You know the obvious "big letters" improvements.
-- Best rushing total since 2003, with 133.5 rushing yards per game.
-- A 4.65-yard average, good for fourth in the league.
-- Five of the six-best single-game rushing totals since 2009.
-- Rookie of the Year season for Eddie Lacy, with 1,178 rushing yards and 11 touchdowns.
-- League-best average for James Starks, with 5.5 yards per carry.
Here are three inside-the-numbers numbers that you don't know and only amplify the success the Packers enjoyed on the ground last season.
-- On first-and-10, the Packers ran the ball 218 times for 1,050 yards, good for 4.82 yards per carry, according to league data. The attempts total matched the top figure of McCarthy's tenure. In 2012, when the Packers also ran the ball 218 times on first-and-10, they gained 829 yards for a per-carry average of 3.80. Green Bay averaged 3.73 in 2011, 3.66 in 2010, 4.56 in 2009, 4.02 in 2008, 3.67 in 2007 and 3.82 in 2006.
Compared to 2012, that's an extra 1.02 yards per carry on first-and-10, which obviously helps keep drives alive. Green Bay finished ninth in third-down conversions. That's the same as in 2012, an impressive feat with Aaron Rodgers missing half the season.
-- On third-and-1, the Packers converted 14 times on 18 running plays, a success rate of 77.8 percent. That, again, was an improvement over 2012, when the Packers converted 11 times on 18 running plays, a success rate of 61.1 percent.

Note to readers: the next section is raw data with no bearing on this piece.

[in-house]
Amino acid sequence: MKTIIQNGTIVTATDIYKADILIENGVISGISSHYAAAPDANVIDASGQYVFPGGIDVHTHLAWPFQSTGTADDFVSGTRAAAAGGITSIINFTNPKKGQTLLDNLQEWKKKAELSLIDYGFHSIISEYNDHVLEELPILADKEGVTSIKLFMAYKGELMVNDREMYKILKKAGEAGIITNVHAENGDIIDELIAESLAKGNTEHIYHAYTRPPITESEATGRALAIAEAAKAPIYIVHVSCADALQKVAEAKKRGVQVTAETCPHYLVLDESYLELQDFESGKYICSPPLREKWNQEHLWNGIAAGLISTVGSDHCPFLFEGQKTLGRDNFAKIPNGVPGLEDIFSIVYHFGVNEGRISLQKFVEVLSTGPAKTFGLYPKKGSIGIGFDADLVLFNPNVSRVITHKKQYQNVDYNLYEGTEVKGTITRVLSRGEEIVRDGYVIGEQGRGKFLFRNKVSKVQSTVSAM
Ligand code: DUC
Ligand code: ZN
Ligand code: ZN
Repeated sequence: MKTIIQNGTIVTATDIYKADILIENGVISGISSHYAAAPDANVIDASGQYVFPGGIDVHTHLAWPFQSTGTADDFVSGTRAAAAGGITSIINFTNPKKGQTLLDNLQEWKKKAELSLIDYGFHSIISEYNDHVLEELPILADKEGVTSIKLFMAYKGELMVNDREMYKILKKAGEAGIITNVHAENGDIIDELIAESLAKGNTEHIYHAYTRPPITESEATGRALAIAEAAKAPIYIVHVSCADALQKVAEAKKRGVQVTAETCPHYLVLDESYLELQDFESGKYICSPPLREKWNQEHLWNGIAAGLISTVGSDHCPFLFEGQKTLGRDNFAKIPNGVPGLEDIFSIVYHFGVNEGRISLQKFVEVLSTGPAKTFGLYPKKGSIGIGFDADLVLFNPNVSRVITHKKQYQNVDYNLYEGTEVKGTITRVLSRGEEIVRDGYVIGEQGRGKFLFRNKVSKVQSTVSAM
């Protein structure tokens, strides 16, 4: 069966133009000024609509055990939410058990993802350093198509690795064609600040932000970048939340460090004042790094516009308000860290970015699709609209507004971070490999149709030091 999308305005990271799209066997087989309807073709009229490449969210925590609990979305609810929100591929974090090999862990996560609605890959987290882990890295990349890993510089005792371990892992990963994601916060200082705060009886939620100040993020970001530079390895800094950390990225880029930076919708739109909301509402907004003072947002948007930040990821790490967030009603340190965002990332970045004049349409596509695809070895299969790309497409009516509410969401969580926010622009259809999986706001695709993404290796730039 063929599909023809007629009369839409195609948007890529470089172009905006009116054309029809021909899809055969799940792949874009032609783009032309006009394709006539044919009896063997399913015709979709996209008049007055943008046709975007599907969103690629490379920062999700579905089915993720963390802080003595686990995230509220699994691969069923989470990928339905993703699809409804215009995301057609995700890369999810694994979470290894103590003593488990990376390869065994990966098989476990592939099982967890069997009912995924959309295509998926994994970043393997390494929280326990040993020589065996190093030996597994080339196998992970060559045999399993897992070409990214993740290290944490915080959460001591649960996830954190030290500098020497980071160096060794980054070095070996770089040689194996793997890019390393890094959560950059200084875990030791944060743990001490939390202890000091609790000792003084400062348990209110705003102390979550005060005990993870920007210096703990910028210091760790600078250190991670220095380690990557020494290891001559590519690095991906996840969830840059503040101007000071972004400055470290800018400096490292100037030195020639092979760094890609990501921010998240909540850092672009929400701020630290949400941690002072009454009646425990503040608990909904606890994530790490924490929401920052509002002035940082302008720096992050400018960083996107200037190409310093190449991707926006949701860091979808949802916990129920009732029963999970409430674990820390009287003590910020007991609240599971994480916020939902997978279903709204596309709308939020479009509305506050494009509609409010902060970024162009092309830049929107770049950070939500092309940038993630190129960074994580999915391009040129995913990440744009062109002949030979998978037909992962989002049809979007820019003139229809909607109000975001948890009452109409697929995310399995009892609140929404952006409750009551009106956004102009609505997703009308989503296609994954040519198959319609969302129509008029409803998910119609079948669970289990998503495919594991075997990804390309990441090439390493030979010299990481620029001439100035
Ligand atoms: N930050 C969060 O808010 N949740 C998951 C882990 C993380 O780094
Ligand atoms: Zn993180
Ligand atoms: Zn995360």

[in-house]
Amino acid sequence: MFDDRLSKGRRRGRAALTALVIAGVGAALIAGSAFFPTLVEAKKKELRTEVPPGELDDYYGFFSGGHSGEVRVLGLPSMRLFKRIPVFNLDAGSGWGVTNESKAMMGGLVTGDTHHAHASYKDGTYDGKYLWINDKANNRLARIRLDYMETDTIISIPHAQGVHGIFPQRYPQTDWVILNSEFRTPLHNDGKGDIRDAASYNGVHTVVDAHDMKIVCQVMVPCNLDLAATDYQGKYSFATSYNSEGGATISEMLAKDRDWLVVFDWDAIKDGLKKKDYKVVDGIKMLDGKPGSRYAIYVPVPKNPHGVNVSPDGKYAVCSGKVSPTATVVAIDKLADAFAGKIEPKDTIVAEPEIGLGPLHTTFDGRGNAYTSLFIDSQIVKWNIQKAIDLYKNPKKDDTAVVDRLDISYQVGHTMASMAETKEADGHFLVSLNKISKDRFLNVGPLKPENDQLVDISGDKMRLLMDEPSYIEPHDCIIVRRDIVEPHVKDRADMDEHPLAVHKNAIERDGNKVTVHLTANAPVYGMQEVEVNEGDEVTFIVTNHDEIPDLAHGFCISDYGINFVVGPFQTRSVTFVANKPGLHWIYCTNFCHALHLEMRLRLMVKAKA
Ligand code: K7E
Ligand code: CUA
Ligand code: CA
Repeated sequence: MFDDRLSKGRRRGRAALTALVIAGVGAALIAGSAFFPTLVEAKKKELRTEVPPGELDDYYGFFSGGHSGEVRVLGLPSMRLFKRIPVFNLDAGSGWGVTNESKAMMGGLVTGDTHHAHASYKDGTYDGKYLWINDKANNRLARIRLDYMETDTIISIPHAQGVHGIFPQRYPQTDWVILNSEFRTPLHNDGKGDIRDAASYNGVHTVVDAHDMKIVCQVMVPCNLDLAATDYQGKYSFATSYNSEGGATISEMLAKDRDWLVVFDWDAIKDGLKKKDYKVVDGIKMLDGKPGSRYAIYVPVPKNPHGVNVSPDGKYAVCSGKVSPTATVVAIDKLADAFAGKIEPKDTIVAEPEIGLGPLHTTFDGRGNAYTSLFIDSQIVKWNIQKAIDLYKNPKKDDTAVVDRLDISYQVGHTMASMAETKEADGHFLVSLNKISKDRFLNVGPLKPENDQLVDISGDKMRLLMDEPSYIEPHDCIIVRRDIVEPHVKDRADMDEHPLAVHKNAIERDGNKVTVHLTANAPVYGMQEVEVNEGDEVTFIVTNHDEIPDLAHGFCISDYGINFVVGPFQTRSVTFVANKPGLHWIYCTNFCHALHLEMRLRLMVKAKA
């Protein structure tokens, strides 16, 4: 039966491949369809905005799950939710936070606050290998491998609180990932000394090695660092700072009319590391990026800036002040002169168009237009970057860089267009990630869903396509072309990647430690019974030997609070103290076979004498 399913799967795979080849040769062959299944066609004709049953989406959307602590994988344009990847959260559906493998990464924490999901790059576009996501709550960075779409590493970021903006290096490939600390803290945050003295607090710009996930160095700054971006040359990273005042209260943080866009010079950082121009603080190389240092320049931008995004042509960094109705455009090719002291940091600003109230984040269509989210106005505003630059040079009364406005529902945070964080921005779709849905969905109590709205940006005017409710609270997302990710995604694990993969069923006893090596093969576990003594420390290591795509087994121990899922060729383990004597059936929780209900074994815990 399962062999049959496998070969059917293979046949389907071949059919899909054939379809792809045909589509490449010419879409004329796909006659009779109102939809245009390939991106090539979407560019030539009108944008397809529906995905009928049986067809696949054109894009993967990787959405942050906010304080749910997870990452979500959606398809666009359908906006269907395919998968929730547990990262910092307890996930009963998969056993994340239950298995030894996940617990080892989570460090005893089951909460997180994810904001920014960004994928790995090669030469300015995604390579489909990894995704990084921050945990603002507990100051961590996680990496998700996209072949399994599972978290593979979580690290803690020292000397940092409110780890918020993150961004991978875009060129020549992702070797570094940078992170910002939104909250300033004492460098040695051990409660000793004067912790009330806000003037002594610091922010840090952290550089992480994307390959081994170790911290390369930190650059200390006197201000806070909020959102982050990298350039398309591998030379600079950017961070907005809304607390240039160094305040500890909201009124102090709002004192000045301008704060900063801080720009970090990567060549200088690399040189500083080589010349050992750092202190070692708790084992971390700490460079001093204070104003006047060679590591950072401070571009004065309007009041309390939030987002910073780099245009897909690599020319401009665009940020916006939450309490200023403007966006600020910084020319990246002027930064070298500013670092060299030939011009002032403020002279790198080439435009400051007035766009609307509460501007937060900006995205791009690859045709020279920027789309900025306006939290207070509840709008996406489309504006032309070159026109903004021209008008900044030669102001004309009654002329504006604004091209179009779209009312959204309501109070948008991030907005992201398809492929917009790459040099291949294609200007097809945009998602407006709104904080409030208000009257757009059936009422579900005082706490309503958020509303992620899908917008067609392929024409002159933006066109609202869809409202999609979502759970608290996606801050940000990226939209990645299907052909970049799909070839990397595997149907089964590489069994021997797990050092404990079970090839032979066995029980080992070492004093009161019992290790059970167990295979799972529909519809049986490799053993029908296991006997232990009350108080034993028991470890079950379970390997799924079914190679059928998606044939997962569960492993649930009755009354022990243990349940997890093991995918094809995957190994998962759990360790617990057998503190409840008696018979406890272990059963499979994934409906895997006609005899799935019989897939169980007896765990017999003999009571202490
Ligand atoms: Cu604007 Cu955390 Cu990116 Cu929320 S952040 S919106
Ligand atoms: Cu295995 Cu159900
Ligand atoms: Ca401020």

Moreover, Green Bay was 3-of-3 on third-and-2 running plays, giving the Packers a total success rate of 17-of-21 on third-and-short running plays. Lacy was a key reason, as he went 8-of-11 on third-and-short, the ninth-best success rate in the league.
-- Third, according to STATS, Green Bay scored touchdowns on 90 percent of its running plays from the 1- or 2-yard line. That's a dominant figure: Indianapolis was second at 85.7 percent, and Minnesota (71.4 percent), Detroit (70.6 percent) and the New York Giants (70.0 percent) were the only other teams with at least 70 percent success rates. Nineteen teams were at 50 percent or worse.
Again, Lacy led the way with a league-best 7-of-8 touchdown rate. He was one of only eight running backs to be better than 50 percent.
There's little reason to believe the Packers' running game won't be humming again in 2014. While there will be a first-year starter at center, the rest of the line should be better with left tackle David Bakhtiari's year of seasoning and the return of right tackle Bryan Bulaga. Plus, Lacy's a year smarter and DuJuan Harris is healthy after emerging as a dangerous back at the end of 2012.
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Bill Huber is publisher of Packer Report magazine and PackerReport.com, and has written for Packer Report since 1997. E-mail him at email@example.com, or leave him a question in Packer Report's subscribers-only Packers Pro Club forum. Find Bill on Twitter at twitter.com/PackerReport.